This past weekend (December 14 and 15), I participated in two back-to-back Christmas Bird Counts in the Calgary area. On Saturday, December 14, I drove out to Canmore before sunrise to cover an area near Quarry Lake for the second year in a row, and on Sunday, December 15, I covered the Weaselhead Natural Area and South Glenmore Park for the third year in a row.
The two habitats are quite different, with Canmore being in the front ranges of the Rocky Mountains, and my particular area ascending the south valley wall. There was a fairly large herd of elk near the parking area, and these two really stood out from the rest.
While the Canmore Christmas Bird Count never has quite the number of species as we get in Calgary, it’s still got some surprises. For instance, this year there was a nearly complete reversal in the numbers of Mountain Chickadees compared to Boreal, though I’m not entirely sure of the reasons why!
Another big difference this year was that it seems there was a major increase (at least in my sector) in the number of Red Squirrels, and they’re always more than willing to pose for the camera.
Another of the great mountain species we get along the Rockies are the Clark’s Nutcracker. While these are a fairly common bird in the Rocky Mountains of Alberta, they’re never a guarantee, even in the best habitat in the best seasons, but both this year and last I was able to find a few in my count area. This particular bird was found raiding a feeder in the community adjacent to the lake.
After I had compiled my list and bid my partner farewell, I decided, for superstition’s sake, to check a particular spot that last year had turned up a Townsend’s Solitaire at around the same time of the morning. As I rounded the corner, I could hear a distinct, high-pitched “tew… tew… tew”, and lo and behold, I found my quarry in the exact same tree, at the exact same time as the year before. Uncanny, no?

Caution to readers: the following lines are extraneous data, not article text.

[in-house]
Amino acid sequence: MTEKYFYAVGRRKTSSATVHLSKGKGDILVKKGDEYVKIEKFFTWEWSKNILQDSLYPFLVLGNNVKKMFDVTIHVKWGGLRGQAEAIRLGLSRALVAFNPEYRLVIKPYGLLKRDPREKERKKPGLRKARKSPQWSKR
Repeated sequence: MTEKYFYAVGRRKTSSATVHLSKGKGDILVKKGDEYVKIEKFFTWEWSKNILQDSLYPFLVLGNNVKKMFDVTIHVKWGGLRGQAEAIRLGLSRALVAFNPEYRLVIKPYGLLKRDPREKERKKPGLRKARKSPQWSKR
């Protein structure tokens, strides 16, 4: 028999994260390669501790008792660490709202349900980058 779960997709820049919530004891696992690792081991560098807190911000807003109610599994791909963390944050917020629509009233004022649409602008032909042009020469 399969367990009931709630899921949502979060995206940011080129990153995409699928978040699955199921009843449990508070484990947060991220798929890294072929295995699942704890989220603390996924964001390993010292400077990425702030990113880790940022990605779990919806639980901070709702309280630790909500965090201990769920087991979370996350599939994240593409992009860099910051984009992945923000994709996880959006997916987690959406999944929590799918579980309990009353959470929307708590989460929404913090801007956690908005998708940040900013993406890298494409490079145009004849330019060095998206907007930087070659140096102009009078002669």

Back in Calgary the next morning the word of the day was “waxwing”. From the time we started to the time we finished nearly seven hours later we were constantly hearing them above us, or seeing them fly low on the horizon in the distance. They were absolutely everywhere around us, and numbered in the thousands, decorating their perches like avian Christmas ornaments.
We also were treated to a few nice looks at a bird I’d only glimpsed the day before, a Northern Goshawk. These winter raptors are some of the most distinctly marked birds I can think of, with their heavy barring underneath, and their “Mask of Zorro” as one compatriot dubbed it, it’s makes it a challenge to misidentify the adults of this species!
The real highlight of the day though was just before we broke for lunch, when we stumbled across a mixed flock of White- and Red-breasted Nuthatches, along with both Black-capped and Boreal Chickadees, all of which were more than happy to feed right from the hand of one lucky birder.
As we neared the end of the day, and the end of a very productive weekend, we spotted what looked to be a real murmuration of Bohemian Waxwings on the horizon. This shot was taken at the short end of my lens, at 150mm, and only captured about a third of the whole flock. It was mesmerizing to watch them ebb and flow like a tide, condensing and spreading apart in their own sort of order and for seemingly no reason at all.
I hope you enjoy your Christmas Bird Count experiences as much as I have this year! Thanks again for reading, and good birding!